June 1976 and the Workers’ Defence Committee
On June 25, 1976, some 80,000 people in Poland took to the streets in protest against food price hikes. Demonstrations in Radom, Płock and Ursus turned into clashes with police forces, which led to arrests, detentions and dismissals. In response to these measures, the Workers’ Defence Committee (KOR) emerged to help the repressed workers and their families. The Committee operated until 1981, when its tasks were taken over by the trade union Solidarność.
June 1976 protests
In People’s Republic of Poland, food prices were fixed and controlled by the authorities. The improved living standards and increased investment of the early 1970s, which were essentially financed from Western loans, were Edward Gierek’s solution to the unrest and demands voiced by workers in 1970.
However, after five years of relative prosperity, the state-controlled economy cracked under the strain of debt and fell into yet another crisis. On June 24, 1976, the communist authorities – headed by PM Piotr Jaroszewicz – announced their plans to radically increase food prices (meat by 69-110%, rice by 150%; sugar by 100%, butter and cheese by 50%, vegetables by 30%) and introduce other austerity measures.
On June 25, 1976, Poles took to the streets to demonstrate their discontent. Some 80,000 people across Poland took part in the demonstrations with the largest turnout in Radom, Płock and Warsaw’s suburb of Ursus. The 1976 protests, dubbed by the authorities as “insignificant hooligan actions”, were brutally quenched by police forces causing several casualties, scores of injured and mass detentions. A total of 272 people were put on trial and handed harsh verdicts, many were detained and dismissed from work.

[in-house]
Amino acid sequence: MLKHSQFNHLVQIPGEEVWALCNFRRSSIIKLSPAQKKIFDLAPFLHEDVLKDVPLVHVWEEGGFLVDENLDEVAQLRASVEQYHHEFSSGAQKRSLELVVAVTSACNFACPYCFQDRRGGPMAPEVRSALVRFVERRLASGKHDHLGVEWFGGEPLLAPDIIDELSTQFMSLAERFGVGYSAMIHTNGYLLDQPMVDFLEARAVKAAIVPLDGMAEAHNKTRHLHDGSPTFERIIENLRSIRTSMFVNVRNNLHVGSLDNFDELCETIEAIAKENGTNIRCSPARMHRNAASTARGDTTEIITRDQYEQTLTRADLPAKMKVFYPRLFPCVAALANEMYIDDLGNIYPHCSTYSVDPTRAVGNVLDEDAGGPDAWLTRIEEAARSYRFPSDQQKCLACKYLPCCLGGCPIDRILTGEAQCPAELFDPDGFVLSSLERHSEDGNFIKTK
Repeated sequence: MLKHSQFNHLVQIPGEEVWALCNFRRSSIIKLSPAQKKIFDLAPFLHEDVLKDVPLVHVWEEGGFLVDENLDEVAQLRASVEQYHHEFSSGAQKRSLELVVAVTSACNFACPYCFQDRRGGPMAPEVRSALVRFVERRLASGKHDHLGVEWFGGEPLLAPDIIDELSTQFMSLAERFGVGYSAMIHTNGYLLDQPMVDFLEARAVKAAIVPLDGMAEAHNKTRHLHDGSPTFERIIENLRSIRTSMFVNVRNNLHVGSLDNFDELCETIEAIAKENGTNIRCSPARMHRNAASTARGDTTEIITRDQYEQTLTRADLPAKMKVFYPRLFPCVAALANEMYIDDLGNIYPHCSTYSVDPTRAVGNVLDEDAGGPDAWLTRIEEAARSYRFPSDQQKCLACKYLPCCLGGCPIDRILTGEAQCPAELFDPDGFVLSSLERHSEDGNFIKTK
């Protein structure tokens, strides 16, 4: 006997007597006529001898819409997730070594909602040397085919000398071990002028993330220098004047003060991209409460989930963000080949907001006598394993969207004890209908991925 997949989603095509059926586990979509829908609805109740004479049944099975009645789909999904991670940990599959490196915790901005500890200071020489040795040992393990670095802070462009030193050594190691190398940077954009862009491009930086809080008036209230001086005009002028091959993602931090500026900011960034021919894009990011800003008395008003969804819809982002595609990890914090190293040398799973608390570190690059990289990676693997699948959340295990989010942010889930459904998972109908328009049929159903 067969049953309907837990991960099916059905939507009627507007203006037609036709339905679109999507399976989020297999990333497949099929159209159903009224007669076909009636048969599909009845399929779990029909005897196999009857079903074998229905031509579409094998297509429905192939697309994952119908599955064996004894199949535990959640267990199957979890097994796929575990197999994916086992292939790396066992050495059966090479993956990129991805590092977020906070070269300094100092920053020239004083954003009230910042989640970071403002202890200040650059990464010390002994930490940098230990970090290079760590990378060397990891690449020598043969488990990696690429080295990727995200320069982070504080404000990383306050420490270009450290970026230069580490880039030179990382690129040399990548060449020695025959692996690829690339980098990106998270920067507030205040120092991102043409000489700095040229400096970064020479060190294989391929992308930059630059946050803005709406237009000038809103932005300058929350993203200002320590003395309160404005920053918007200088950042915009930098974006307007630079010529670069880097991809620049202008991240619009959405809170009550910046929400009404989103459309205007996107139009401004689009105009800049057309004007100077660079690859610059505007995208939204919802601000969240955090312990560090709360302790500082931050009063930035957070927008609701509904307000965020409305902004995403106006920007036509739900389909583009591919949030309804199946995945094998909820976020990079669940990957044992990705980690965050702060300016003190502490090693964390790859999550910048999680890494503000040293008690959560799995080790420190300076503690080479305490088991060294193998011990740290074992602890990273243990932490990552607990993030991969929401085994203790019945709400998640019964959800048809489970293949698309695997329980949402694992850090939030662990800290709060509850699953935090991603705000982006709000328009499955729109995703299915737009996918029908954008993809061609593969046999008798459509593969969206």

Workers’ Defence Committee
The June 1976 events for the first time brought together Polish workers and intellectuals. The extent and harshness of government repressions energised Poland’s intellectual elites, who decided to start providing legal advice as well as moral and financial support to the repressed.
Eventually, on September, 23, the Workers’ Defence Committee (Komitet Obrony Robotników; KOR) came to be. It was the first civic opposition group openly operating in Poland and in all of the Eastern Bloc with members coming from very different milieus.
Initially, KOR focused on launching and coordinating national and international efforts to bring relief to workers who were dismissed, detained or otherwise penalised for their involvement in the June 1976 protests, and to their families. Soon, however, KOR turned to other operations such as underground publishing, lectures and research, which were all aimed at overcoming the state monopoly of information and at activating democratic opposition across Poland. KOR activists became enemies of the state, often subjected to police surveillance, detained and put to jail.
As Timothy Garton Ash put it, “KOR was an icebreaker. In its wake, more and more intellectuals dared to participate in some kind of opposition activity. Within three years, Poland developed a whole opposition counter-culture without parallel in the Soviet bloc”. KOR dissolved itself only in 1981, prior to the first congress of the trade union Solidarność, which took over and continued its mission. There is no doubt, however, that the Committee was instrumental in breaking down the state-imposed division between workers and the intelligentsia, and therefore a major force in bringing down communism in Poland.